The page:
While South Korean authorities are looking for Do Kown, Terraform Labs believes the Luna/UST case has become increasingly politicized.

Singapore-based company Terraform Labs said South Korean prosecutors had exceeded the limits of their authority with respect to the arrest warrant against the company’s co-founder, Do Kwon.

Terraform Labs also said the Luna token is not a security, arguing that public pressure could have caused promoters to broaden the definition of securities.

A Terraform Labs spokesperson told the Wall Street Journal that South Korean prosecutors were “exaggerating their authority.” According to the spokesperson:

“We believe that this case has become highly politicized and that the actions of Korean prosecutors demonstrate injustice and a failure to uphold the basic rights guaranteed by Korean law.”

In early September, a South Korean court issued an arrest warrant for Kwon and five other individuals, alleging that they had violated capital market rules.

A short time later, the Terraform Labs co-founder said he was not on the run, but stated that he had no reason to reveal his location as the information was reserved for a few people.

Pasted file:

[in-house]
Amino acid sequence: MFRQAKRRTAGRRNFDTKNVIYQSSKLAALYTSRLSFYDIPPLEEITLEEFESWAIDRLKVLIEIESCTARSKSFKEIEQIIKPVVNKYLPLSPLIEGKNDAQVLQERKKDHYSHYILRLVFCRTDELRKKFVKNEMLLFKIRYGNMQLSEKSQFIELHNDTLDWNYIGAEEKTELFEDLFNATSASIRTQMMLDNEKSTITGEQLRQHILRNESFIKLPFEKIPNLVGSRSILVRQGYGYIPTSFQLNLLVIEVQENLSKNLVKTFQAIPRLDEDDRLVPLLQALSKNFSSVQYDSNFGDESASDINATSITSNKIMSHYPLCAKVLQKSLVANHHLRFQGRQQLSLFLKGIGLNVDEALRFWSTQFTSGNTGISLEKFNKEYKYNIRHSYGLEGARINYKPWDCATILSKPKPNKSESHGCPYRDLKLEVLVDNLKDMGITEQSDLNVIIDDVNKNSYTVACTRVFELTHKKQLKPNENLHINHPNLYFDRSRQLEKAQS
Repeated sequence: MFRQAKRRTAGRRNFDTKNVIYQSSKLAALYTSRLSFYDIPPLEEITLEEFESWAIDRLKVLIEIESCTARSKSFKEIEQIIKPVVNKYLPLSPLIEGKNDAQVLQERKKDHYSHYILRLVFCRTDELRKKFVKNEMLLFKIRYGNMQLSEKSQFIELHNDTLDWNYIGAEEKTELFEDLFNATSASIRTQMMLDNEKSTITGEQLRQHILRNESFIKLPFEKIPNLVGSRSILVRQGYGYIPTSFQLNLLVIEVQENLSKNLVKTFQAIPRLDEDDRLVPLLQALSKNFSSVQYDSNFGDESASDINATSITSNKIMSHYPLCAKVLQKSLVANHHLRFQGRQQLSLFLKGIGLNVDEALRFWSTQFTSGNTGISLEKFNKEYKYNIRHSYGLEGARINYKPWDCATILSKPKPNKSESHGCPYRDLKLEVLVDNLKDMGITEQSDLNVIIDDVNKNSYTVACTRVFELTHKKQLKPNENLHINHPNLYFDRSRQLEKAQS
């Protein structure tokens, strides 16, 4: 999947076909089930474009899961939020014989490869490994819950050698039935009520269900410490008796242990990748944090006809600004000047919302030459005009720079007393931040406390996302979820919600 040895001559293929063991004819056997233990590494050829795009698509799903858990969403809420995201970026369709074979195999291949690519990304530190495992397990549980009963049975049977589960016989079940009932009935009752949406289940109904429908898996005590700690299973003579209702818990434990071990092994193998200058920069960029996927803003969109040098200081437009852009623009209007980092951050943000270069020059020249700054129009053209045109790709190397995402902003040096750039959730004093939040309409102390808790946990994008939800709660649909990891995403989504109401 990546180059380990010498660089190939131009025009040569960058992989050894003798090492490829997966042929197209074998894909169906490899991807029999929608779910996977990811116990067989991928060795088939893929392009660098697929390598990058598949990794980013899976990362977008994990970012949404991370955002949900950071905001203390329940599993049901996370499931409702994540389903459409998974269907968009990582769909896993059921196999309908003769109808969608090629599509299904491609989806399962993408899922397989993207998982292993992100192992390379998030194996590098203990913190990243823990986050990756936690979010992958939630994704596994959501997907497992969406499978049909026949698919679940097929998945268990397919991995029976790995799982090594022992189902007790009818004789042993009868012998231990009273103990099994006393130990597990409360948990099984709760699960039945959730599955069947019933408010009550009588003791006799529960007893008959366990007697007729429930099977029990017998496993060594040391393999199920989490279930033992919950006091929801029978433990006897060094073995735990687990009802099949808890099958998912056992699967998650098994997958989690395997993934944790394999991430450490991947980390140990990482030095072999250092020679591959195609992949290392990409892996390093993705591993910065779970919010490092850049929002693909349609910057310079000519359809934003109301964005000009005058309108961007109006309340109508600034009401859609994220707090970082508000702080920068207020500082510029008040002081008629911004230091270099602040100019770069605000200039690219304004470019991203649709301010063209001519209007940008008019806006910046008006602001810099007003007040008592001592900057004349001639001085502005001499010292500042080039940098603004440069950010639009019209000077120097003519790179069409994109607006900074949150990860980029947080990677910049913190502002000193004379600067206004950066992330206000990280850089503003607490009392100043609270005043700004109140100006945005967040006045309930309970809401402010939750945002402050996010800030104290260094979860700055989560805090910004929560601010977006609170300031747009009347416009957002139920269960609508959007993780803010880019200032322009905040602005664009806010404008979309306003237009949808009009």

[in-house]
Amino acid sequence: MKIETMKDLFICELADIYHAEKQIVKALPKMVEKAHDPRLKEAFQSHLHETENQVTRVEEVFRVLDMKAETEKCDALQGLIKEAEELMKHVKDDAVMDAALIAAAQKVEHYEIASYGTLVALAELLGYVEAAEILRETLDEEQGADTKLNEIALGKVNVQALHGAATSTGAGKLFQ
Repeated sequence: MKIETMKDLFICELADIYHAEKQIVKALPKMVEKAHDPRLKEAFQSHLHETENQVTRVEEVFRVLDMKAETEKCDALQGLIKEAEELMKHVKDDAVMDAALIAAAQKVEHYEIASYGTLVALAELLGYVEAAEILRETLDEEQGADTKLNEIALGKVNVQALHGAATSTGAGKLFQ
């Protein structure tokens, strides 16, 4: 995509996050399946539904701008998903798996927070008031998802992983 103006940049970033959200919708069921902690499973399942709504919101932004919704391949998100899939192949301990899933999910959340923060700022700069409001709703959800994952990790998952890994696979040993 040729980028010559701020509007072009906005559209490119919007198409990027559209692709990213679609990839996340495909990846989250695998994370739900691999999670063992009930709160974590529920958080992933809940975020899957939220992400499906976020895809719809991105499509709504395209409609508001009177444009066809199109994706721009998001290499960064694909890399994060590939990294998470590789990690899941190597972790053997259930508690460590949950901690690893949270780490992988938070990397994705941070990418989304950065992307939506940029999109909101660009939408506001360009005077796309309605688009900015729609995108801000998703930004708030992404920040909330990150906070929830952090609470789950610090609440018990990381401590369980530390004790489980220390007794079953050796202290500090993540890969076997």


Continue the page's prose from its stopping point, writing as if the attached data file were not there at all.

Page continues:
Know more: South Korean Court Issues Arrest Warrant for Do Kwon; MOON plummets

A Terraform Labs spokesperson also declined to disclose Kwon’s location, stating “ongoing physical security risks to him and his family” as a reason to hide his whereabouts.

Meanwhile, Singapore authorities previously stated that Kwon was not in the city-state. On September 26, South Korean prosecutors noted that Interpol had issued a red alert for Kwon, which further claims he is not hiding from authorities.

Amid efforts to locate the Terraform Labs co-founder, there were allegations that Kwon transferred 3,313 BTC from Luna Foundation Guard (LFG) wallets to KuCoin and OKX. He refuted the allegations, but exchanges confirmed the freezing of the assets in question.

Know more: Prosecutors Issue Order to Freeze Bitcoin Linked to Kwon

Luna is not a security

Terraform Labs also argued that Luna is not legally classified as a security, meaning the token was not under South Korea’s capital market law. According to the company, this would also not mean that neither Kwon nor the company carried out any illegal operation. The spokesperson said:

“We believe, like most in the industry, that Luna Classic is not, and never has been, a security, despite any changes in interpretation that Korean financial authorities may have adopted recently.”

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